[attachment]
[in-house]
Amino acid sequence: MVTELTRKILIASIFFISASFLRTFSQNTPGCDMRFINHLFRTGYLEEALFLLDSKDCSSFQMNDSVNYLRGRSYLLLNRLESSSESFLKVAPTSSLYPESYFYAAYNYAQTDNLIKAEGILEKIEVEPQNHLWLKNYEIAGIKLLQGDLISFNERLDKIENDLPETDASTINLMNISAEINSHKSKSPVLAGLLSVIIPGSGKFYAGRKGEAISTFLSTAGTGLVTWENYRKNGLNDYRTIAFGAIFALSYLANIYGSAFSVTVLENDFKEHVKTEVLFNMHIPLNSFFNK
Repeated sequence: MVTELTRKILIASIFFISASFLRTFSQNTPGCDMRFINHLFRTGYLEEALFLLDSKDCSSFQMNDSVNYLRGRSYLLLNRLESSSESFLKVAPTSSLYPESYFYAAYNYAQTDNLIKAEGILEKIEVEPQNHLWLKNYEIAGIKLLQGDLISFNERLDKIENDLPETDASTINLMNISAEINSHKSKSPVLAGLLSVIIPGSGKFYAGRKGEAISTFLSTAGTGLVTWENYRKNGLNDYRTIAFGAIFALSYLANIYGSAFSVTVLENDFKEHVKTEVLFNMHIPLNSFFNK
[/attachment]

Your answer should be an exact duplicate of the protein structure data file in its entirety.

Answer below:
[in-house]
Amino acid sequence: MVTELTRKILIASIFFISASFLRTFSQNTPGCDMRFINHLFRTGYLEEALFLLDSKDCSSFQMNDSVNYLRGRSYLLLNRLESSSESFLKVAPTSSLYPESYFYAAYNYAQTDNLIKAEGILEKIEVEPQNHLWLKNYEIAGIKLLQGDLISFNERLDKIENDLPETDASTINLMNISAEINSHKSKSPVLAGLLSVIIPGSGKFYAGRKGEAISTFLSTAGTGLVTWENYRKNGLNDYRTIAFGAIFALSYLANIYGSAFSVTVLENDFKEHVKTEVLFNMHIPLNSFFNK
Repeated sequence: MVTELTRKILIASIFFISASFLRTFSQNTPGCDMRFINHLFRTGYLEEALFLLDSKDCSSFQMNDSVNYLRGRSYLLLNRLESSSESFLKVAPTSSLYPESYFYAAYNYAQTDNLIKAEGILEKIEVEPQNHLWLKNYEIAGIKLLQGDLISFNERLDKIENDLPETDASTINLMNISAEINSHKSKSPVLAGLLSVIIPGSGKFYAGRKGEAISTFLSTAGTGLVTWENYRKNGLNDYRTIAFGAIFALSYLANIYGSAFSVTVLENDFKEHVKTEVLFNMHIPLNSFFNK